their own welfare issues should not have been.” Now, potential
recruits to child protection are being psychologically screened
before being accepted.

He describes the training that now exists,
which includes a three-week child protection training course for
all constables and a week’s child interviewing and multi-agency
course, as a “Rolls-Royce model compared to what we had

A child protection manual, outlining standard
procedures for child protection teams, is now in use across the Met
which, says Kelleher, clarifies the role of the police because in
the past “no-one told officers what was expected of them”.

He is also arguing for statutory codes of
practice to replace area child protection committee protocols. He
cites Met research that showed that local protocols varied in
quality, many contained very little information on the police’s
role, and a lot of them did not include guidance on how to resolve
disputes between agencies.

The different professional agendas of the
police and social services inevitably lead to clashes over how to
handle cases. But Kelleher says that in these circumstances the
police are often overruled by social services because they hold the
budgets to provide support services.

Staffing levels will also be boosted later
this year, with the recruitment of 59 more officers and 32 trained
civilians to help with paperwork, the demands of which often keep
officers away from case meetings.

Research carried out by an independent
consultant for the Met revealed that the average child protection
officer deals with between 75 and 120 cases a year, which Kelleher
plans to reduce to a “safe” rate of 60. Image problems should not
interfere with the recruitment of new staff because the view that
child protection officers “spend their days down at social services
drinking coffee,” is, he says, a thing of the past.

When he joined SO5 there was a 14.5 per cent
vacancy rate across the child protection unit and the work
attracted detectives in the last two years of service. By employing
aggressive recruitment methods such as headhunting, Kelleher says
he now has some of the best detectives around.

Improved IT systems are also being installed,
including a database that has a “sounds-like” facility on name
searches, which is being piloted in three boroughs in September and
goes live in November.

But what sort of impact have these changes

To begin with DI Michael McDonagh, who heads
Camden child protection team, disagrees that the poor image of
child protection work no longer exists, arguing: “Until more
detectives know what the job involves, and the complexity of the
investigative work we do, that image will remain”.

He has established an attachment programme
whereby detectives from other units can visit his team for a week
to see what the job involves.

His team of nine officers typically work a
12-hour day because, while the office is open from eight until six,
many of the home visits take place outside those hours. The six
officers allocated cases deal with between 100 and 120 a year,
compared to the 30 to 50 handled by the average detective, proof
that Kelleher has some way to go to reduce caseloads. McDonagh says
a detective constable with 16 years’ CID experience who recently
joined his team, the second busiest in London, had to ask for a
break from allocations because she could not cope with the change
in work rate.

Resources are scarce. Computers, the newest of
which is five years old, are shared between four people, which
creates practical problems when the majority of work is
computer-based. The two phones are shared between four and there is
one car available for use. Until last year officers were expected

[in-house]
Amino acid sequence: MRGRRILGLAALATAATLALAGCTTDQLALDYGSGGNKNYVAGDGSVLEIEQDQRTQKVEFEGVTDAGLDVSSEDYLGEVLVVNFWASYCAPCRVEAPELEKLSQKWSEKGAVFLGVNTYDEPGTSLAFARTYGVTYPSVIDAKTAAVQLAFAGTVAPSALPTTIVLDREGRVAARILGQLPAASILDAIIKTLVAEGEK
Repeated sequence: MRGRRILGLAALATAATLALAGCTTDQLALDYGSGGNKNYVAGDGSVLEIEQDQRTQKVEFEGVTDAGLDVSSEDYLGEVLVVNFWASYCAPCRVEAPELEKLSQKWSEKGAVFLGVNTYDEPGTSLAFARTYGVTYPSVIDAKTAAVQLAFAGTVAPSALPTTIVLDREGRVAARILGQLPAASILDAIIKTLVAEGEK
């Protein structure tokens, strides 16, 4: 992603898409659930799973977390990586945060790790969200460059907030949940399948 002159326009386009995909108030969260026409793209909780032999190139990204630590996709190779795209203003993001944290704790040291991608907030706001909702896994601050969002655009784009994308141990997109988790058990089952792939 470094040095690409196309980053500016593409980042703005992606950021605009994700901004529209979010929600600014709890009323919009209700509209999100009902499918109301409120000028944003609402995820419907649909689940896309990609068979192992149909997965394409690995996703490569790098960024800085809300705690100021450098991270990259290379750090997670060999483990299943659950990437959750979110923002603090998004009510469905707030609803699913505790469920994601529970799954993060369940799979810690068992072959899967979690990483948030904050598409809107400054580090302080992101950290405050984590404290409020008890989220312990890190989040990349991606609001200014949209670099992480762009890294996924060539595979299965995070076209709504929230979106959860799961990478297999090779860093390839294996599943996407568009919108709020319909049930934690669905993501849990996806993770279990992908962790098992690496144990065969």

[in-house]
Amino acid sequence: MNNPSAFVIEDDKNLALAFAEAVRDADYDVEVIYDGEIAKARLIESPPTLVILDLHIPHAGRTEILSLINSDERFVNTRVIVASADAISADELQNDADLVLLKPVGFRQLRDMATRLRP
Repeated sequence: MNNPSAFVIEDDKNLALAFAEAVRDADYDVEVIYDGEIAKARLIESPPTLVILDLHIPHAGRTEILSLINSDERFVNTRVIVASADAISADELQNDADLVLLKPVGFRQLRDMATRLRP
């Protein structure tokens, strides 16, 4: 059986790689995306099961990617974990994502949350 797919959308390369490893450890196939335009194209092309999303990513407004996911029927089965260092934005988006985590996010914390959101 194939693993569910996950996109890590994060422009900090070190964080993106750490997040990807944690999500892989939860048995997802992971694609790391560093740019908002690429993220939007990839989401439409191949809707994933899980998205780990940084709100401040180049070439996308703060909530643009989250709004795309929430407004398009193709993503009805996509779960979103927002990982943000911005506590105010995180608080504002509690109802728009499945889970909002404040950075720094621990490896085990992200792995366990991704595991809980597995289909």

to use their own transport.

McDonagh says that he is confident Kelleher
will deliver on his promise of extra staff but is less certain when
they will arrive.

But despite working in an under-resourced,
pressured environment, Camden child protection team offers plenty
of examples of how police can work effectively in child protection.
When he joined the team about a year and a half ago, McDonagh
introduced a supervision system, which has won praise from the top
people at SO5 and looks set to be introduced in other boroughs.

The supervision model, which involves
investigating officers and their supervisors having a team meeting,
followed by one-to-ones, is a rarity in police work. The culture in
the police, as became evident during the Victoria Climbié
inquiry, is for individual officers to act on their own

Changes such as these may also benefit joint
working by increasing similarities between the working practices of
social services and the police. Often, says, Kelleher, “police and
social services operate in two very different cultures”.

“We train officers to act as lone agents
exercising their own discretion. They then go into social services
where they operate in a line management system and where there is
more of a group consensus about the way things are done.”

For McDonagh, who puts ability to work with
other agencies at the top of a list of qualities a child protection
officer must have, the essence of effective multi-agency working is
trust. This, he believes, can only be achieved by having regular
meetings. Every month he and his detectives have a meeting with
middle managers from social services, which they take turns to
chair. He also regularly meets the assistant director of social
services to discuss policy issues.

Inevitably, given the different agendas of the
police and social services, there are sometimes disagreements about
the way a case should be handled. The police’s need to investigate
a crime will sometimes clash with social services’ desire to keep
the child within the family.

But McDonagh says that both are ultimately
concerned with the needs of the child and because of the stress it
would cause to the child the police will rarely be eager to pursue
a court case.

DCI Mulligan says that Greater Manchester
Police has followed the Victoria Climbié Inquiry and the Met’s
response to it with interest and have tweaked aspects of their
child protection practices. Other police forces from around the
country are doubtless doing the same. When Lord Laming and his team
release their report later this year it is likely that it will
recommend another raft of changes to the Met’s practice.